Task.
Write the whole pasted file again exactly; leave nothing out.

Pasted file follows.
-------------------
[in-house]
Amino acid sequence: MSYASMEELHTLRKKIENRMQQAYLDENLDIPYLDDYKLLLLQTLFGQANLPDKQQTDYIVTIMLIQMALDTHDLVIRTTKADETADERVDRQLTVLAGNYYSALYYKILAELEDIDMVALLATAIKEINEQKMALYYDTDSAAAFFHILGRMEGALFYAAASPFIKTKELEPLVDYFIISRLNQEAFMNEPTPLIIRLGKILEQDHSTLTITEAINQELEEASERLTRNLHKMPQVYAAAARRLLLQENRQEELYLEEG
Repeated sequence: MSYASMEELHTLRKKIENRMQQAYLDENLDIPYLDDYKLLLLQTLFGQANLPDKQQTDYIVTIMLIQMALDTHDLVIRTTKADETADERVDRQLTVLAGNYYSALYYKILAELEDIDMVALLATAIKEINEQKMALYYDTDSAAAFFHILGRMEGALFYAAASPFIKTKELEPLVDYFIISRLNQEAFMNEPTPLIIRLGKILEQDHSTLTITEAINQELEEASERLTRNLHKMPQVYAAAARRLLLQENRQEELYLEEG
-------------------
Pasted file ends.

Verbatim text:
[in-house]
Amino acid sequence: MSYASMEELHTLRKKIENRMQQAYLDENLDIPYLDDYKLLLLQTLFGQANLPDKQQTDYIVTIMLIQMALDTHDLVIRTTKADETADERVDRQLTVLAGNYYSALYYKILAELEDIDMVALLATAIKEINEQKMALYYDTDSAAAFFHILGRMEGALFYAAASPFIKTKELEPLVDYFIISRLNQEAFMNEPTPLIIRLGKILEQDHSTLTITEAINQELEEASERLTRNLHKMPQVYAAAARRLLLQENRQEELYLEEG
Repeated sequence: MSYASMEELHTLRKKIENRMQQAYLDENLDIPYLDDYKLLLLQTLFGQANLPDKQQTDYIVTIMLIQMALDTHDLVIRTTKADETADERVDRQLTVLAGNYYSALYYKILAELEDIDMVALLATAIKEINEQKMALYYDTDSAAAFFHILGRMEGALFYAAASPFIKTKELEPLVDYFIISRLNQEAFMNEPTPLIIRLGKILEQDHSTLTITEAINQELEEASERLTRNLHKMPQVYAAAARRLLLQENRQEELYLEEG